It’s funny how little things can work as motivators. A calendar and stickers? Why not! That’s not the only way to get one’s derriere on chair and actually write. I believe it was an interview I read with Neil Simon who would tell himself, “Okay, I finish this scene, I can go have a snack.” Hell, for some kinds of work, I use the Pomodoro Technique.

The point is whatever works!

As fate would have it, I ran across this article today: How to Stop Procrastinating: 4 Steps Backed by Research. Here is a summary of those steps:

* You don’t need more willpower. You need to build a solid habit that helps you get to work.

* Getting started is the tricky part. Turn that habit into a “personal starting ritual.” It can even have some fun to it as long as it signals that in a few minutes, it’s time to get cranking.

*The most powerful habits change how you see yourself. Think about what makes you feel like someone who gets things done and make that a part of your starting ritual.

*Eat chocolate with friends. Maybe not literally, but it’s a good reminder that you need both rewards and a support network to build rock solid new habits.

That “solid habit” angle is key. I’m reminded of a quote from screenwriter Frank Pierson (Cool Hand Luke, Dog Day Afternoon:

“Sit down at ten o’clock in the morning and write anything that comes into my head until twelve. One of the few things I’ve discovered about writing is to form a habit that becomes an addiction so that if you don’t put something down on paper every day, you get really mean and awful with withdrawal symptoms, and your wife and your dog and your kids are going to kick your ass until you get back to it because they can’t bear you in that state of mind.”

“Form a habit that becomes an addiction.” To get there, if you need cute little stickers… or a bowl full of Fritos… or a timer program on my computer that says, “Get your ass in gear for a writing session,” then when I finish responds, “Great job, genius”… just do it.

How about you? Do you have any fun bits of business you do to motivate yourself to write? Please share them in comments, okay?

You can subscribe to Victoria Schwab’s YouTube channel here.

Write Every Day + Dare To Suck = Productive Writing

January 6th, 2015 by

I pulled this from comments from a recent blog post on time management:

cilly247 says:
January 6, 2015 at 12:00 PM

In short, ineffectively. All these are really useful tools.

I used to think that starting off at 2pm was wasting the morning, but generally that’s when I’m ready to begin. The guilt is there, but I need to stop that. A routine (even if I am on holiday) is the only way I can write. I have to establish it early on, otherwise I flounder.

Thanks Scott!

Scott says:
January 6, 2015 at 1:04 PM

Camilla, one thing I’ve found in my many years of reading about, listening to and now interviewing writers, specifically about their writing habits… everyone is different. Some writer 8-10-12 hours per day. Some write just 1 or 2 hours per day. Some write first thing in the morning. Some in the afternoon. Some at night. There’s no right or wrong.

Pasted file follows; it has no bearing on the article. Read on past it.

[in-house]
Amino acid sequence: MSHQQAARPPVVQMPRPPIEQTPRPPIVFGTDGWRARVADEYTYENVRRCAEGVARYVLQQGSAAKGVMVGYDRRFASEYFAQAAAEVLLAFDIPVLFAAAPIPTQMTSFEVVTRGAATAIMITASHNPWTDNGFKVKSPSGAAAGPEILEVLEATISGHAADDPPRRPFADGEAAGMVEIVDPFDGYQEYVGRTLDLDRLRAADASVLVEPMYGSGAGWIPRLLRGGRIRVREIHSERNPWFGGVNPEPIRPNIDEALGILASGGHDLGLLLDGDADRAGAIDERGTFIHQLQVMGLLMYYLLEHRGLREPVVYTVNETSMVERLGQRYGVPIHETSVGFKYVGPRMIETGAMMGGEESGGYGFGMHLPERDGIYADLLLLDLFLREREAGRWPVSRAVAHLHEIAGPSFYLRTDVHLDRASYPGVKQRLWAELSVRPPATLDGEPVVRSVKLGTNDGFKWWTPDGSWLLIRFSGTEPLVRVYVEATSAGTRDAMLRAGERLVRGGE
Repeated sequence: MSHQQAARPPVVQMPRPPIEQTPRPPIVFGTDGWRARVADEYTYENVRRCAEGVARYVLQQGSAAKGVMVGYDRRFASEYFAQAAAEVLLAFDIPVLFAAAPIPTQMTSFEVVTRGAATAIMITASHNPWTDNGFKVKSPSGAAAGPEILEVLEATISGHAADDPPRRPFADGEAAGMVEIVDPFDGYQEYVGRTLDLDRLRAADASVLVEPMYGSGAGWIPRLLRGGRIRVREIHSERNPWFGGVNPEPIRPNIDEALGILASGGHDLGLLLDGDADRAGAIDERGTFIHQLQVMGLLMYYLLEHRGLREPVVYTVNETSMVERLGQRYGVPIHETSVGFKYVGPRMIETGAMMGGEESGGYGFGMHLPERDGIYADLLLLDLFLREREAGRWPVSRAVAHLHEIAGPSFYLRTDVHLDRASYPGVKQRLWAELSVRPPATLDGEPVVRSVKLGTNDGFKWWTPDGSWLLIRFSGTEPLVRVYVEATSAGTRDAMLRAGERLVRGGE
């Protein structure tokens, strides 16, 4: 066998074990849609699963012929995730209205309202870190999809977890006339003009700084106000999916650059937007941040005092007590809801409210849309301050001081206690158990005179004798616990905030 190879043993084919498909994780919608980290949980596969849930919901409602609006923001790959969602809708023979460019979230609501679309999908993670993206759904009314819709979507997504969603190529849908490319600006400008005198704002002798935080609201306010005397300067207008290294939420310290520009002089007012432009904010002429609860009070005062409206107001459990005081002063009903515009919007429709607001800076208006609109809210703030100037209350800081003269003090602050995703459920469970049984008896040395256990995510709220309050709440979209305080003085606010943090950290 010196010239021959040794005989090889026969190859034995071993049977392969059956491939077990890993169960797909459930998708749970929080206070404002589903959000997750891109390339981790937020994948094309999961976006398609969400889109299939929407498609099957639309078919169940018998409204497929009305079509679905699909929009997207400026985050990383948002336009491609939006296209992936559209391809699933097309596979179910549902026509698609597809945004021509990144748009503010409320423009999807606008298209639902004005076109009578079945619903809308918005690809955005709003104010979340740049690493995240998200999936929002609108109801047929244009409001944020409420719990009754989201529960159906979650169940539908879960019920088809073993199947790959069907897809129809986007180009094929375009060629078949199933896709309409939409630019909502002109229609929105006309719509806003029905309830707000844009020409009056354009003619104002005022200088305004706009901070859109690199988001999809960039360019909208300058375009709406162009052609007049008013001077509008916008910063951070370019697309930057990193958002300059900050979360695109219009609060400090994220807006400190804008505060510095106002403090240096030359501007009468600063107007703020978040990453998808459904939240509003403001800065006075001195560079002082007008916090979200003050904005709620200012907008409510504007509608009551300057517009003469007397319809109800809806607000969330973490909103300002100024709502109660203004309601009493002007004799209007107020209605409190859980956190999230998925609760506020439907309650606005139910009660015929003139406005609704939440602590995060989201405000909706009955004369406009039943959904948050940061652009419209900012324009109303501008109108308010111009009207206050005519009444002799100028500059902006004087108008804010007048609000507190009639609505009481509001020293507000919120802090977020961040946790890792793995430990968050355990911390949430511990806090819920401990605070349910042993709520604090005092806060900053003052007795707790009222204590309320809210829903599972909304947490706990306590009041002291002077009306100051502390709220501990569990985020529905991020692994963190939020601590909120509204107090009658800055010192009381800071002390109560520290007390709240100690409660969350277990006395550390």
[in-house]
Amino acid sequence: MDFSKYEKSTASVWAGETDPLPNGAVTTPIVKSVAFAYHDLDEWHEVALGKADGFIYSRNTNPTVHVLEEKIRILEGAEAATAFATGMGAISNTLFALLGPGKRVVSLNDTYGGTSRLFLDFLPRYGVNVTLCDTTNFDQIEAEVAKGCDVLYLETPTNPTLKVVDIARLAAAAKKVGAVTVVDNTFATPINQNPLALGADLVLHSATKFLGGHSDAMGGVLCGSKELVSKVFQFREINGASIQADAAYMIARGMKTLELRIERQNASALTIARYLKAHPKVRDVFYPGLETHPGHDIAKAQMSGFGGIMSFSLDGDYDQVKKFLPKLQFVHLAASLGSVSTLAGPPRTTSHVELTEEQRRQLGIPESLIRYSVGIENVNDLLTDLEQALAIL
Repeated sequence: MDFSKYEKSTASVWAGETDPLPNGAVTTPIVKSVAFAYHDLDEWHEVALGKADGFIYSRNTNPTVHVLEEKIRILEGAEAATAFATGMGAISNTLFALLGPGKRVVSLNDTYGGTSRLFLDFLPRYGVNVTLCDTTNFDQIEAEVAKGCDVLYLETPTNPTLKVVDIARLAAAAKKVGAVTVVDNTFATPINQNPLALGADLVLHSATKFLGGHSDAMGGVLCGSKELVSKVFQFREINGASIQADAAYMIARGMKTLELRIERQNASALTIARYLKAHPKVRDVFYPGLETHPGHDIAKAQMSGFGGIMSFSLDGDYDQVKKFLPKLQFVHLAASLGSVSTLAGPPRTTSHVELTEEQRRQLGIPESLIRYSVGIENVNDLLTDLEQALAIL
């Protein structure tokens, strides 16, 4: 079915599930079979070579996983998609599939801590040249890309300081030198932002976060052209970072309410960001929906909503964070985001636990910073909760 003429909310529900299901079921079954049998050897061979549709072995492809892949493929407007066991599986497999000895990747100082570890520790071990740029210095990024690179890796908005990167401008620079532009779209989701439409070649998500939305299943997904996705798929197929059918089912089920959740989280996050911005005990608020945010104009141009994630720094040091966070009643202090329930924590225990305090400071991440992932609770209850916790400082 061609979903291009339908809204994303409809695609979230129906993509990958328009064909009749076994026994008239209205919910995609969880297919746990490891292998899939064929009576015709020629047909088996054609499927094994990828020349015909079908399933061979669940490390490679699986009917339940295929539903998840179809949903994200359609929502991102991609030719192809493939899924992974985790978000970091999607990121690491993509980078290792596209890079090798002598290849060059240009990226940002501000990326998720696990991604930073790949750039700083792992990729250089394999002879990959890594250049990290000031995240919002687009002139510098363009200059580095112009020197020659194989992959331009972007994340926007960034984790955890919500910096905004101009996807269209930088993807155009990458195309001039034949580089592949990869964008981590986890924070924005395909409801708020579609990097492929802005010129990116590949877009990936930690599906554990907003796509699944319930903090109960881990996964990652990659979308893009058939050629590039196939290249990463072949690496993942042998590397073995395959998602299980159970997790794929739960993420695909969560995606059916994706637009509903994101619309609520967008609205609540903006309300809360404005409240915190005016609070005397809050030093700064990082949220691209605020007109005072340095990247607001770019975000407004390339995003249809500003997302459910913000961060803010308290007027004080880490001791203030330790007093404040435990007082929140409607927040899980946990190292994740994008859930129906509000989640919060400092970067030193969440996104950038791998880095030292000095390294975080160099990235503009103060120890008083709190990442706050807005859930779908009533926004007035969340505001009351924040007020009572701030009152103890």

The trait I see pretty consistently: Write every day. That way, no matter when you start… how much you produce… you’re always making progress. Combine that with somehow dealing with our perfectionism and allowing ourselves to suck (Google Maureen Johnson + Dare To Suck for a great video on this), then that is the basis of how to be a productive writer.

Sounds like the basis of a blog post…

As I was responding to Camilla, it occurred to me I run into this particular combination of advice a lot: Write every day. Allow yourself to suck. In fact, just last night in the course of my interactions online, these two crashed up against each yet again.

First, I moderated the 4th annual Screenwriters Roundtable with Chris Borrelli, Brian Duffield, F. Scott Frazier, Chris McCoy, Justin Rhodes, and Greg Russo, and the consensus among this group of up and coming Hollywood writers is treat writing like a job and write every day. This is not only how they organize their own writing habits, it’s advice they extend to aspiring writers. If your goal is to be a professional screenwriter or TV writer, then develop and use those practices now… which includes writing every day.

Coming off that rousing discussion, I segued over to the Screenwriting Master Class site where the latest session of my Pages I: The First Draft just launched yesterday. In introducing herself, one of the writers said she looked forward to “churning out some vomity shitty pages & learning to be ok with it.” To which I responded:

Gives me the opportunity to plug perhaps my most favorite video of all time courtesy of the wonderfully talented writer Maureen Johnson: Dare to suck!

To those of us who grew up with an atrocious 5th grade teacher who crushed our souls for every undotted “i” or times we drew outside the lines, the very idea of embracing suckitude seems utterly foreign. However if you (and by you, I mean everyone) can claim the right to suck in your first draft, you will find this incredibly liberating.

No one is expecting perfection in the pages you (everyone) churns out in this workshop. Rather as they say in Hollywood, the first draft is the vomit draft. Or per your wonderful description, Kim, the “vomity shitty draft”.